Putting this in a personal context it means that you could get a CT scan every day for more than 50 years before developing a cancer (with some dose rate provisos that I won’t go into). This doesn’t seem to bad but in an epidemiological context with, say, 1 million exposures, you would expect 50 cancers. That sounds much worse than 50 years cancer free. So CT scans are not free and some people will die but more will live. You choose.

          1. Maybe they’ll live, maybe not. You haven’t accounted for the risks of the subsequent procedures to false positive tests (of which there were quite a few in the cited study), morbidity from IV contrast dye exposure, and the lack of definite evidence that earlier diagnosis would save the lives of a substantial number of patients. As I said in an earlier post, lots of variables at play here.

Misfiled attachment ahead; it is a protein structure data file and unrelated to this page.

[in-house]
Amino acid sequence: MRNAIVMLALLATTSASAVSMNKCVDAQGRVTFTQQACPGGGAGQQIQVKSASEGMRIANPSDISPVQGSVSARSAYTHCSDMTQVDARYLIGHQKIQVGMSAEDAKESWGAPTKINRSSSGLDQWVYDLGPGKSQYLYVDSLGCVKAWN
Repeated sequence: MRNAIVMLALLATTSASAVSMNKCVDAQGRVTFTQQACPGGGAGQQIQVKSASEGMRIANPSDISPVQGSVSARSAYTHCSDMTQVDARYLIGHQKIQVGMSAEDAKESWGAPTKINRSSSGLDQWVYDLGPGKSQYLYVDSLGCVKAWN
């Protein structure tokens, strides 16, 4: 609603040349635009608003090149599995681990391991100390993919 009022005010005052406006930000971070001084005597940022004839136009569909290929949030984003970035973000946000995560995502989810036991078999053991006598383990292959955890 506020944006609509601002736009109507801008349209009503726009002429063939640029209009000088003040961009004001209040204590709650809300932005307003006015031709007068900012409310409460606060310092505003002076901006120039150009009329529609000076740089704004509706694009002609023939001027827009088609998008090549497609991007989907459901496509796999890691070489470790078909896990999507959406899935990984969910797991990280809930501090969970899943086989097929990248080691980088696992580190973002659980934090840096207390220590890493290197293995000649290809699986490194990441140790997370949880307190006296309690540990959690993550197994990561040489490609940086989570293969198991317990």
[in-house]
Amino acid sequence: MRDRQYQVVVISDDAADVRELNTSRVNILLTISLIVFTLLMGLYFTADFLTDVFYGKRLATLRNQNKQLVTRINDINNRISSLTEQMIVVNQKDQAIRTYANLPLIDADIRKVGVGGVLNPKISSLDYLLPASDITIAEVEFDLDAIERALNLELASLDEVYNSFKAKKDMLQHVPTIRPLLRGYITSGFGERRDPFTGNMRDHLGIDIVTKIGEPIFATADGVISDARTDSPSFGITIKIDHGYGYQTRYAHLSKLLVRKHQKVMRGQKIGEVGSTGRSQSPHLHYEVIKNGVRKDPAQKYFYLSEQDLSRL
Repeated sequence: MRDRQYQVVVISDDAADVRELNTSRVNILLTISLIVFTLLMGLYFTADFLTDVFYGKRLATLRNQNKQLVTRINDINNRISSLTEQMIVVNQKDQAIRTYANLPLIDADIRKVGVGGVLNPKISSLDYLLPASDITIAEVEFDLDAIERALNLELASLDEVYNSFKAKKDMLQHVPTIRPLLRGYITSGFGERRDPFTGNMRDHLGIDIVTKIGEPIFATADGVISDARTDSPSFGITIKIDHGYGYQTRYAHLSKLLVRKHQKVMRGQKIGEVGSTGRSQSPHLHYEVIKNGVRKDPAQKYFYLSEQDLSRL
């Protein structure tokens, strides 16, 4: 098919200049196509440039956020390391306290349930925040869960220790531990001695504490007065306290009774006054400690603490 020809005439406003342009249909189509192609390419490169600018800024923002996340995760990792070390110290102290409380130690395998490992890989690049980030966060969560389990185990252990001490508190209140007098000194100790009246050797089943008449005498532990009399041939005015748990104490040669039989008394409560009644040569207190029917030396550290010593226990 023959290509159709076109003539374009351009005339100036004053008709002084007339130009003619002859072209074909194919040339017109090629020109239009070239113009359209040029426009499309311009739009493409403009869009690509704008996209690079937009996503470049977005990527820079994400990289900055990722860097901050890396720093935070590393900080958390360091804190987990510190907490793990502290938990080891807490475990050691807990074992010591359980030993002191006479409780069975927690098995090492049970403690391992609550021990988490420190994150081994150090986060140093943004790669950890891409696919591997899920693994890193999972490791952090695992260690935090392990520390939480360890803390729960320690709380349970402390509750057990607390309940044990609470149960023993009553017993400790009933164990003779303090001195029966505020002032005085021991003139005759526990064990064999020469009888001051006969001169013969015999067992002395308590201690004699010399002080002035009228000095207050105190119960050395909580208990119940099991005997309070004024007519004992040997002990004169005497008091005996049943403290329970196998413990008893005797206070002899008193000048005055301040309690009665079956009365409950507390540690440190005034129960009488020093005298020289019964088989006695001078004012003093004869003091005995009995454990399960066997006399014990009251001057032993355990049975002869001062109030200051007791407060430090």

5. Having reviewed the study in question, the conclusions the Post article draws are somewhat dubious. The scans produce a large number of false positives (leading to biopsies and other tests, all of which are costly and several of which killed patients in this study). The increased risk of cancer from repeated CT scans is already well documented and is of particular interest in this population, as they are already prone to developing malignancy. The scans could reduce the death rate by enabling earlier detection, but its also possible that might not make any statistically significant difference, given the increased risk of cancer from the scans, the deaths from procedures resulting from false positives, and so on. The matter needs long term study if any meaningful conclusions are to be drawn. In the meantime, people should certainly be able to get a CT scan of their lungs any time they desire, provided they understand the risks of radiation exposure and the potential complications of contrast use…provided they can pay for them. Asking the insurance market (i.e. the rest of us) to bear the cost of what essentially is an elective scan, particulary since the cancer it is designed to detect is largely self-inflicted through smoking, is ridiculous.